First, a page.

Wild Mercury Sound (Uncut, May 2012)
Go-Kart Mozart: "On The Hot Dog Streets"
What is Lawrence for? Given the acclaim for the recent "Lawrence Of Belgravia"
documentary, you could be forgiven for thinking that his role as a British eccentric
and pop star manqué is now much more important than the actual music he
makes. That his character is more entertaining than his records.
It's not hard to see how this might have happened, given how Lawrence's wonderful
interviews sometimes touch on a kind of droll, absurd, tragi-comic performance
art (one I did a few years ago involved much tricky scheduling around episodes
of "Home & Away"). Worth noting, too, that Lawrence tends to talk
about releasing records more than he actually releases them: "On The Hot
Dog Streets" is Go-Kart Mozart's first album in six years, with many of its
songs dating back to the '90s Denim era, and was preceded by a Record Store Day
seven-inch with a Roger Whittaker cover.
A few years away from Lawrence's new records tends to make me forget, too, what
they're actually like - for all his pronounced affection for novelty rock, not
all his songs are quite as daft as "The New Potatoes". "On The
Hot Dog Streets" isn't just a very funny record, it frequently makes vital
and potent new music out of a junkshop glam aesthetic that roughly privileges
Staveley Makepeace over Kraftwerk.
The superb "Blowing In The Secular Breeze", for instance, is an ambiguous
paean to declining standards and the fall of Great Britain, set to a rollicking
pub singalong tune that possibly resembles Smokie, if I could remember with any
certainty what Smokie actually sounded like. "Come On You Lot", meanwhile,
is a terrifically effete terrace chant set to music reminiscent of Space (the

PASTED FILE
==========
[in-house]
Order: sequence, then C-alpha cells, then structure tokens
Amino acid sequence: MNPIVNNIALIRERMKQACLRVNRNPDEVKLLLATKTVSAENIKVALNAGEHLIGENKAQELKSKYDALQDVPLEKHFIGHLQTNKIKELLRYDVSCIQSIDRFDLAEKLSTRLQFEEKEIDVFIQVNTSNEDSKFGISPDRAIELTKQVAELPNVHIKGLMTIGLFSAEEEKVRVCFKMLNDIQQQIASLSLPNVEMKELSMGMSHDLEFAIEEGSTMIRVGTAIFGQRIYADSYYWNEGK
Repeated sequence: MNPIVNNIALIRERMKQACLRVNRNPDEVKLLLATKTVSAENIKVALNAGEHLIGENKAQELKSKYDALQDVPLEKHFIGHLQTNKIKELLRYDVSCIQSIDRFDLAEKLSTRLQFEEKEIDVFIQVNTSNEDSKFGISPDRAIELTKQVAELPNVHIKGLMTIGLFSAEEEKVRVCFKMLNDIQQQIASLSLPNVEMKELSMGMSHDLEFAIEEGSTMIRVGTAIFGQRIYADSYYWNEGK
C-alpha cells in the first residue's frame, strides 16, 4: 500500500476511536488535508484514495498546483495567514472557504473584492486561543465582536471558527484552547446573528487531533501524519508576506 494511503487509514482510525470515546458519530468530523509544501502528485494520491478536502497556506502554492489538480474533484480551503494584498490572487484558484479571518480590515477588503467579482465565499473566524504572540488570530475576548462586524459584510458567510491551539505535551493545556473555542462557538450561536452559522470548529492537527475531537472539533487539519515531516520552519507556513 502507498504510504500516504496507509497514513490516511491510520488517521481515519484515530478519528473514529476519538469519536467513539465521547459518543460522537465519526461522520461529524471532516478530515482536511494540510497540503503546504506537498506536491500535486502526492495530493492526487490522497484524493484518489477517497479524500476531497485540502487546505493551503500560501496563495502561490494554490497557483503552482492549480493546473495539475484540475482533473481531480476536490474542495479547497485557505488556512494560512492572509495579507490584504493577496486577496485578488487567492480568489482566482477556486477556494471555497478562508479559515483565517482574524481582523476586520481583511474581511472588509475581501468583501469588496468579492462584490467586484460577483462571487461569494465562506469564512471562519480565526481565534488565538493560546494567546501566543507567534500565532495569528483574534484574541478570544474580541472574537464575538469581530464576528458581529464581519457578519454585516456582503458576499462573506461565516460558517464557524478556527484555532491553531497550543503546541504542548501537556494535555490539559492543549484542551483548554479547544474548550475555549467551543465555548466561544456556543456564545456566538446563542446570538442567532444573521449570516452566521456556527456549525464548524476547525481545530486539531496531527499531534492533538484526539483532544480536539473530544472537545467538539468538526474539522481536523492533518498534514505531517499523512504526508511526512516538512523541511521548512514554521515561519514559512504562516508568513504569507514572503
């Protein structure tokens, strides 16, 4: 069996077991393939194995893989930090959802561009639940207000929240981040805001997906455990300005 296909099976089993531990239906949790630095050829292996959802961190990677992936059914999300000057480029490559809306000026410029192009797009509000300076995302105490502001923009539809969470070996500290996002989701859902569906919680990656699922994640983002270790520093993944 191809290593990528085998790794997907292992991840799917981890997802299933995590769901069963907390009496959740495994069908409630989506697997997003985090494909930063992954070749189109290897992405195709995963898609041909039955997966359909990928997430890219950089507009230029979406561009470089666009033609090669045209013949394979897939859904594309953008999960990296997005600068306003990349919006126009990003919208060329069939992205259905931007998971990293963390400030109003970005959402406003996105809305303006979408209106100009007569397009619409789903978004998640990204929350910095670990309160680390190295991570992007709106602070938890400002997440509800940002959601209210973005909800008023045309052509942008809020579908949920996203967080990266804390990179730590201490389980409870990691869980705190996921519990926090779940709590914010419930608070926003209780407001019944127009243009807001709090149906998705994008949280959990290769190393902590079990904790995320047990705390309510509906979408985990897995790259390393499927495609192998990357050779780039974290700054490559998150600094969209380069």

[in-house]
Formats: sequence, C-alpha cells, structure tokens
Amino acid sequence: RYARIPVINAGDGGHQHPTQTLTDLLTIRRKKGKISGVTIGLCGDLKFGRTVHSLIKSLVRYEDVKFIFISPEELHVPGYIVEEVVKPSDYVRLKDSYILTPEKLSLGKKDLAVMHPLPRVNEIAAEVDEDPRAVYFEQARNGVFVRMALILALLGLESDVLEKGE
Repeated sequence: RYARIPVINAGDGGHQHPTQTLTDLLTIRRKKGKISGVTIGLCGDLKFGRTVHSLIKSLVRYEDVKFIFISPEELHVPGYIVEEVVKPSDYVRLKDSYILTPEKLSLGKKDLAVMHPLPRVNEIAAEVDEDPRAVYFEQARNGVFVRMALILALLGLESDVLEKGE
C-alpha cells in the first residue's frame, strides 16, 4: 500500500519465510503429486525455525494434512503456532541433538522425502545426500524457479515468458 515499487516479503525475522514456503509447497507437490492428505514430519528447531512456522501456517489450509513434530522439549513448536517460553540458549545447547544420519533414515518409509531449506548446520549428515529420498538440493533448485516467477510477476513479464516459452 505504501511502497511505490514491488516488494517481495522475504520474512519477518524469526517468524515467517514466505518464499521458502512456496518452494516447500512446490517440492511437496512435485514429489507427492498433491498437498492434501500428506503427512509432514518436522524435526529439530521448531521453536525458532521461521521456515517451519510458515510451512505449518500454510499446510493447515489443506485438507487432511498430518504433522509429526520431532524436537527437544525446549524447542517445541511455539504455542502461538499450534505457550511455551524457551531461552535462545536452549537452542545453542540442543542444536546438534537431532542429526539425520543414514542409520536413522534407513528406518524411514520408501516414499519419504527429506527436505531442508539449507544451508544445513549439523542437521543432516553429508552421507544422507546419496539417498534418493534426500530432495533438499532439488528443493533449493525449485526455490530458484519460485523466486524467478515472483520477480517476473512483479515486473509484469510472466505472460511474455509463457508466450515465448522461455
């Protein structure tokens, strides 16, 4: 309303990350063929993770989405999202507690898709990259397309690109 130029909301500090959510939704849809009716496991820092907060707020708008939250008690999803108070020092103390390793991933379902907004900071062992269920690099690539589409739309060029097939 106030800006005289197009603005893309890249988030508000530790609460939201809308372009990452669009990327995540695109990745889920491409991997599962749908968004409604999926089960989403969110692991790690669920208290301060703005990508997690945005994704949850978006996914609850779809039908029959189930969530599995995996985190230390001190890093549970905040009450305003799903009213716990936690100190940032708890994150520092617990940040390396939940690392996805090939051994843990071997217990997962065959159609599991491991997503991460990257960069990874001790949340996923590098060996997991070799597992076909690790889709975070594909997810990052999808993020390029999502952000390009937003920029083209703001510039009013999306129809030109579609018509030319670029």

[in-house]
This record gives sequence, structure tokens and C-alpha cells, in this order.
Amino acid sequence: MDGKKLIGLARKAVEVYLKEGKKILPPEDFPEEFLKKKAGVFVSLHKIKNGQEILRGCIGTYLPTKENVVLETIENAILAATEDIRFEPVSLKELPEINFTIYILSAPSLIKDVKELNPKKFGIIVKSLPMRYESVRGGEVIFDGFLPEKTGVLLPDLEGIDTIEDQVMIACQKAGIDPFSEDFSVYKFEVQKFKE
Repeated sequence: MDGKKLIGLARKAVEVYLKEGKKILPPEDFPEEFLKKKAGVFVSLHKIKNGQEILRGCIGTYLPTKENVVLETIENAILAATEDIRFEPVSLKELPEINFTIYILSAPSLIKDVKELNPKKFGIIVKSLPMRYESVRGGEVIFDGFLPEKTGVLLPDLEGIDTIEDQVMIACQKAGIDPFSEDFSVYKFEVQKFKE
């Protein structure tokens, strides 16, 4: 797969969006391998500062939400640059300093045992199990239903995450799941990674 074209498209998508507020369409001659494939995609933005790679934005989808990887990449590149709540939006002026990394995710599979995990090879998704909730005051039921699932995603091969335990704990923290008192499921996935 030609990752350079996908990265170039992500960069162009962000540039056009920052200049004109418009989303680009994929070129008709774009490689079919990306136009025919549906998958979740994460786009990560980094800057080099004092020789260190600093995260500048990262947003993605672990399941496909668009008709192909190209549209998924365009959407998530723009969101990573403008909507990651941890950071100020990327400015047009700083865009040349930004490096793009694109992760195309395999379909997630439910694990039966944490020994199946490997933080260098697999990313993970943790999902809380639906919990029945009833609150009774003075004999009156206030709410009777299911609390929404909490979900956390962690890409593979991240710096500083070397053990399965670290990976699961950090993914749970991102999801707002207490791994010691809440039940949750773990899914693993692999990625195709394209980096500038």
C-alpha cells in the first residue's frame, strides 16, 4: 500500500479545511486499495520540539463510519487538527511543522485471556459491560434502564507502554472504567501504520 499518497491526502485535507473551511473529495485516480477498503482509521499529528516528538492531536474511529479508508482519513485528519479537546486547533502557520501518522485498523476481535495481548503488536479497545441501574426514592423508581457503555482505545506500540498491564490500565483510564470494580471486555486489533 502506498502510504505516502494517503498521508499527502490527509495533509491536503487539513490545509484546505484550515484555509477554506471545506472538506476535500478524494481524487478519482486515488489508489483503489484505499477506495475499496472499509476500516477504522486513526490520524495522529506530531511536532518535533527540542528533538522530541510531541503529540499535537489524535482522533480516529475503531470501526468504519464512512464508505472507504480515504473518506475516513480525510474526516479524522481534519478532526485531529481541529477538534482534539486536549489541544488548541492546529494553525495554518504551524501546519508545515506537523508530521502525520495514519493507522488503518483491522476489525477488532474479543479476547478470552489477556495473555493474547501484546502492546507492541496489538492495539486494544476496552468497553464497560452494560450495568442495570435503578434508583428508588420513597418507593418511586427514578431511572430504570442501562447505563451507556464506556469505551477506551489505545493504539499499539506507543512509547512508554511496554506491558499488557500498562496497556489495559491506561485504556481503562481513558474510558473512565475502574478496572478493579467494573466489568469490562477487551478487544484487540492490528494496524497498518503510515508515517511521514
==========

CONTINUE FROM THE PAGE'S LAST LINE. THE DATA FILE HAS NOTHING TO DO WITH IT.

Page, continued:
"Magic Fly" ones).
Again and again, the musical references fall way outside of the stuff that I usually
listen to (unless @junkshopglamman has brought a bunch of seven-inches into the
office), but they feel invigorated by Lawrence and his band's approach: one that's
much more complicated, intense and beguiling than the nostalgic pastiches you'd
imagine from reading about them. It's a tough challenge, though, to separate how
"On The Hot Dog Streets" sounds from the whole fastidious package, and
the overwhelming stamp of Lawrence. Take the way his chief henchman is billed:
on one side of the inner sleeve, he's listed in the personnel as "K-Tel:
Myriad Of Synthesisers - Synth bass - Wurlitzer - Claptrap upright piano - drum
machine - vocals"; on the other side - "K-Tel would like it known that
in real life his name is Terry Miles."
The sleevenotes provide vast pleasures, before you even get to the lyrics. The
reading and listening provide many tantalising, if not entirely trustworthy, suggestions:
a book called "Arbouretums Along The Old Walsall Road" by SF O'Reilly,
perhaps? Alex Ferguson's erotically-charged version of "Stay With Me Tonight"?
The songs themselves, of course, are endlessly quotable: "Mickie Made The
Most" alone concerns itself with Ricky Wilde and Shack's Mick Head before
extensively reminiscing about 1980s Aston Villa starlet Gary Shaw. And that's
before we get near some of Lawrence's pronouncements on women, relationships and
sex, that come to the fore in "I Talk With Robot Voice", "Electrosex"
and "Men Look At Women". There's a thesis to be written about those
three songs alone.
Once again, though, the cult of Lawrence's pulls us away from the excellent tunes,
richer and so much less superficial than stereotype might suggest. It's not a
pop record, as much as the deathlessly ambitious singer might imagine it to be
- or certainly not a record that resembles much popular music that's been made
in the last 35-odd years. But "Electrosex", "Ollie Ollie Get Your
Collie", "White Stilettos In The Sand" and the belt-buckle rocking
"Queen Of The Scene" ("You think you're in Poland but it's Edmonton
Green!") are all great, some of the best songs he's released since the demise
of Felt, over 20 years ago.
Which brings us to the elephant in the room. Good as "On The Hot Dog Streets"
might be - and the pulsating, mostly spoken-word drama of "Retro-Glancing"
is a classic, I think - it's hard not to wish Lawrence could find a way back to
making records with at least some of the atmosphere and aesthetic of those he
made steering Felt. Perhaps his long-promised solo album, if it ever arrives,
will be something like that. Eventually, he'll make his own "Berlin",
albeit one with much better jokes…
Follow me on Twitter: www.twitter.com/JohnRMulvey
29th May 2012
taken from http://www.uncut.co.uk/blog/wild-mercury-sound/go-kart-mozart-on-the-hot-dog-streets